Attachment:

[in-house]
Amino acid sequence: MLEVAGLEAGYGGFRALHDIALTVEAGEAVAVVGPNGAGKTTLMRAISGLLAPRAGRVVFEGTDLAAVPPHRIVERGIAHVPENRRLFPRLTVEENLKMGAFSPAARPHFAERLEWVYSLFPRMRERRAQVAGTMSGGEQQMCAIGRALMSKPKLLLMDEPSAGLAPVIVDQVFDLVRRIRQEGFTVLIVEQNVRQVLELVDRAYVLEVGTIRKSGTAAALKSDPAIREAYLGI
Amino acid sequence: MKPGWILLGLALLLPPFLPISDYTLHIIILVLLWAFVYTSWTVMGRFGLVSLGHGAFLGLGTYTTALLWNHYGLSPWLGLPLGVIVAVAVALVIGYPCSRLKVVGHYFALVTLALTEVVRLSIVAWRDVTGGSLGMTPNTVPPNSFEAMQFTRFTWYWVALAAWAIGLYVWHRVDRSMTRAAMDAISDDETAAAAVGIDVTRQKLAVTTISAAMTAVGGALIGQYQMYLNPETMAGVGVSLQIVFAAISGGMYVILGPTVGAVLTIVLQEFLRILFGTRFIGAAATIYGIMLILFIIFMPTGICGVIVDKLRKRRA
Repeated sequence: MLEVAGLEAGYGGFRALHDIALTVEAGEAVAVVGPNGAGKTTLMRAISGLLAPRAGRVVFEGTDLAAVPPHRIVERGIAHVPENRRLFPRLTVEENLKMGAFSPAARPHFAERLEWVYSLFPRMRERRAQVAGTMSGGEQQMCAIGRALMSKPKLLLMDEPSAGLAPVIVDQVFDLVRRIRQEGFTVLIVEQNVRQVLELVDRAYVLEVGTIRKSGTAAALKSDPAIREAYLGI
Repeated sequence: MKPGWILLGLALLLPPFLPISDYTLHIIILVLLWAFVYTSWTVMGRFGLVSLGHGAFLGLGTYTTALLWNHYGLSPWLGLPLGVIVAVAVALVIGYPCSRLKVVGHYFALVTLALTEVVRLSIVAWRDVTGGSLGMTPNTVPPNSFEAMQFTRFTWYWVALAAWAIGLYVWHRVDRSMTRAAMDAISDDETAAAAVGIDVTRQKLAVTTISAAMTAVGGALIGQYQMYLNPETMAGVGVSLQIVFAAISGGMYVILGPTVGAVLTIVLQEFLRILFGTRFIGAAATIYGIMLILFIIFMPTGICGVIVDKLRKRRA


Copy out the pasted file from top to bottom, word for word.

[in-house]
Amino acid sequence: MLEVAGLEAGYGGFRALHDIALTVEAGEAVAVVGPNGAGKTTLMRAISGLLAPRAGRVVFEGTDLAAVPPHRIVERGIAHVPENRRLFPRLTVEENLKMGAFSPAARPHFAERLEWVYSLFPRMRERRAQVAGTMSGGEQQMCAIGRALMSKPKLLLMDEPSAGLAPVIVDQVFDLVRRIRQEGFTVLIVEQNVRQVLELVDRAYVLEVGTIRKSGTAAALKSDPAIREAYLGI
Amino acid sequence: MKPGWILLGLALLLPPFLPISDYTLHIIILVLLWAFVYTSWTVMGRFGLVSLGHGAFLGLGTYTTALLWNHYGLSPWLGLPLGVIVAVAVALVIGYPCSRLKVVGHYFALVTLALTEVVRLSIVAWRDVTGGSLGMTPNTVPPNSFEAMQFTRFTWYWVALAAWAIGLYVWHRVDRSMTRAAMDAISDDETAAAAVGIDVTRQKLAVTTISAAMTAVGGALIGQYQMYLNPETMAGVGVSLQIVFAAISGGMYVILGPTVGAVLTIVLQEFLRILFGTRFIGAAATIYGIMLILFIIFMPTGICGVIVDKLRKRRA
Repeated sequence: MLEVAGLEAGYGGFRALHDIALTVEAGEAVAVVGPNGAGKTTLMRAISGLLAPRAGRVVFEGTDLAAVPPHRIVERGIAHVPENRRLFPRLTVEENLKMGAFSPAARPHFAERLEWVYSLFPRMRERRAQVAGTMSGGEQQMCAIGRALMSKPKLLLMDEPSAGLAPVIVDQVFDLVRRIRQEGFTVLIVEQNVRQVLELVDRAYVLEVGTIRKSGTAAALKSDPAIREAYLGI
Repeated sequence: MKPGWILLGLALLLPPFLPISDYTLHIIILVLLWAFVYTSWTVMGRFGLVSLGHGAFLGLGTYTTALLWNHYGLSPWLGLPLGVIVAVAVALVIGYPCSRLKVVGHYFALVTLALTEVVRLSIVAWRDVTGGSLGMTPNTVPPNSFEAMQFTRFTWYWVALAAWAIGLYVWHRVDRSMTRAAMDAISDDETAAAAVGIDVTRQKLAVTTISAAMTAVGGALIGQYQMYLNPETMAGVGVSLQIVFAAISGGMYVILGPTVGAVLTIVLQEFLRILFGTRFIGAAATIYGIMLILFIIFMPTGICGVIVDKLRKRRA